Holding On


By Deanna Cook

I really should throw it out… it has no value.  Why do I hold on to it?  I have a t-shirt that should be thrown out.  But I continue to wash it and place it back in my dresser.  It’s 18 years old, so it has served its purpose.  This week, I noticed it has become so thin that I have little tears developing in the front.  Some day soon, I may have an Incredible Hulk moment, and the t-shirt will just be rags.   It started out as a regular t-shirt, later becoming just a t-shirt to wear to the gym, and lately just a t-shirt to only wear at home.  So why do I hold on?

With my grade twelve class, we study “Lot’s Wife” by Anna Akhmatova.  This narrative poem, paints a more sympathetic picture of Lot’s wife.  Often, she is not considered a central character.  She is a simple Sunday school lesson reminding us to obey God’s commands.  But this poem casts her as a refugee and a mother fleeing her town leaving behind everything.

As I am writing this, I am watching the stories coming out of Fort Mac- the heart-breaking stories of families losing everything to the fires.  How could I choose what to take and what to leave in those desperate moments?  The citizens of Fort Mac, had such a short time to flee.  Some of them will find their entire lives turned upside down when they are permitted to return to their homes: as their homes, their neighbourhoods, their schools, and their businesses will be destroyed.

Lot and his family had little notice that they also had to flee their hometown.  In the poem, Akhmatova writes, “a restless voice kept harrying this woman/ ‘It’s not too late, you can still look back/ at the red towers of your native Sodom,/ the square where once you sang, the spinning-shed,/at the empty windows set in the tall house/ where sons and daughters blessed your marriage-bed.’”  As we read the poem, the chronicles of Lot’s wife make an impact.  The students have meaningful discussions about why she turned back, and the nameless character becomes so much more than a little story.  The poem ends with this question: “Who will grieve for this woman?  Does she not seem too insignificant for our concern?”  The story moves from straight facts to a story of emotion and compassion.  She disobeyed to have one final glance at her home.  Her attachment to the past outweighed her ability to move forward.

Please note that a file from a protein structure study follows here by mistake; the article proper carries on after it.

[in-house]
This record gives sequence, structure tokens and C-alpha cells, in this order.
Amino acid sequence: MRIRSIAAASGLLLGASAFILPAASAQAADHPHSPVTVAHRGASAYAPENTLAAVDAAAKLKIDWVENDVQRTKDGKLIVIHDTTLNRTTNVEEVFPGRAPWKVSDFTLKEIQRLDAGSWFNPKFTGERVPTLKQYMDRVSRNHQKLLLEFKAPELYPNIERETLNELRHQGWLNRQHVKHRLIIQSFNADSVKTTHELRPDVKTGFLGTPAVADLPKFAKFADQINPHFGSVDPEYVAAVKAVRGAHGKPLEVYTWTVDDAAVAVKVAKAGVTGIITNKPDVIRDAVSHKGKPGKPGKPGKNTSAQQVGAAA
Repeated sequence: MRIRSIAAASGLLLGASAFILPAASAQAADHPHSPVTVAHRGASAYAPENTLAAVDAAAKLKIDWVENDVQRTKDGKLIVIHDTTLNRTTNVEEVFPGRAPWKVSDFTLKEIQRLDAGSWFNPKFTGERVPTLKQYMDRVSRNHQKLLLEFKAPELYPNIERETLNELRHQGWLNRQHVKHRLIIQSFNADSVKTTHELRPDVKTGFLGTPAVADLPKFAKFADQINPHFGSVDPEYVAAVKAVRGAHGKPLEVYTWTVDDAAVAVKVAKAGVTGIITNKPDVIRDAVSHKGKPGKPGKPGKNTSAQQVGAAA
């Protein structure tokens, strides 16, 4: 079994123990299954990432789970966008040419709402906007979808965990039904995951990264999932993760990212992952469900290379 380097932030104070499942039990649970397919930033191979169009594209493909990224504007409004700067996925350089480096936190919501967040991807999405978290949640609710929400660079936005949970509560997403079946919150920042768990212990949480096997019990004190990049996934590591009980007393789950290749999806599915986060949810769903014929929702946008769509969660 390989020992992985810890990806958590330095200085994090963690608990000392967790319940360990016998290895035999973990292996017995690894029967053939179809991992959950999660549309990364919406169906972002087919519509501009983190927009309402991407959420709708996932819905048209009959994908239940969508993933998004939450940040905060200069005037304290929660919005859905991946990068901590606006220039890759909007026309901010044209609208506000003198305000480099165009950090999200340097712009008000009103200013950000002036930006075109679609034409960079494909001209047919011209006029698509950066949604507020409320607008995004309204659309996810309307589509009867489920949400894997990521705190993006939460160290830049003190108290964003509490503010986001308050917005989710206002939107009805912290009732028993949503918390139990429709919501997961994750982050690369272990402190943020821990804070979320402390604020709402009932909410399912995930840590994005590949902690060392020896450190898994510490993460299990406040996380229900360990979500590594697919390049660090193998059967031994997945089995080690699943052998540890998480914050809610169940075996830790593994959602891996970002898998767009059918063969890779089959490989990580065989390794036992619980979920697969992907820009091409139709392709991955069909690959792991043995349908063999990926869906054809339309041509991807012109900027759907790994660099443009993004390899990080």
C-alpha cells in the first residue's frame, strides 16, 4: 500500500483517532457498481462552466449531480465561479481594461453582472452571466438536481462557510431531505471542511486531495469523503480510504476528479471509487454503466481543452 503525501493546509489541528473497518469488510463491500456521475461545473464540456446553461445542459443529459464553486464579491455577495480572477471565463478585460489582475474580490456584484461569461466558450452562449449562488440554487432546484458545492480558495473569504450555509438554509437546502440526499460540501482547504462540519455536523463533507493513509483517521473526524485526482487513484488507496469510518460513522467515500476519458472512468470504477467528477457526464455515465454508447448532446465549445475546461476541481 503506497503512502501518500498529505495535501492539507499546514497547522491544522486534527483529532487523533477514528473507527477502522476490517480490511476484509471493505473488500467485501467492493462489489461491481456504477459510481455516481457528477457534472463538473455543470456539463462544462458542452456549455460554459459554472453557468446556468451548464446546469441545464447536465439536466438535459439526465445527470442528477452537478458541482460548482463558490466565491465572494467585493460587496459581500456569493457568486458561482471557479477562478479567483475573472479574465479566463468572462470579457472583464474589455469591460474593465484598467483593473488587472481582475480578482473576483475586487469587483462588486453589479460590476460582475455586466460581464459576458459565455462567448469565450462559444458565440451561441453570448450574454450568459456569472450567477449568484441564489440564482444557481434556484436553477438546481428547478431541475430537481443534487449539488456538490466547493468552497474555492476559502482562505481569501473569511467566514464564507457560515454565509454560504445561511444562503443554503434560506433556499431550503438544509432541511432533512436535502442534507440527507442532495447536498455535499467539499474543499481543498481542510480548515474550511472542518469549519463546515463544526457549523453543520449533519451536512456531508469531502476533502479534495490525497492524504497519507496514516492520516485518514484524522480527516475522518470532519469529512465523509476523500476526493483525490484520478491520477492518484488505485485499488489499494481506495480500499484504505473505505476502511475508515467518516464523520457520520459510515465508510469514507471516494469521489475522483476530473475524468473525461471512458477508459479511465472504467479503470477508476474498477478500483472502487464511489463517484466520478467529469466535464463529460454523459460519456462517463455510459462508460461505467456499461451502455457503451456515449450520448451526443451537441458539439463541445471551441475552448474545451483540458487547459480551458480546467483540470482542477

My t-shirt is a Black Lake t-shirt: grey and green with Etthen Athletics stamped across it.  When translated, Etthen is Dene for caribou.  In the centre of the t-shirt, there is the caribou, a wolf, and snow shoes.  It is a souvenir from my teaching career in northern Saskatchewan.  It marks my first years of teaching, when I didn’t really know what I was doing.  It represents many experiences that has helped shape who I am today.   But I don’t need to hold onto my t-shirt.  It has served its purpose.  My memories, of my years in Black Lake, spur me on into the future.

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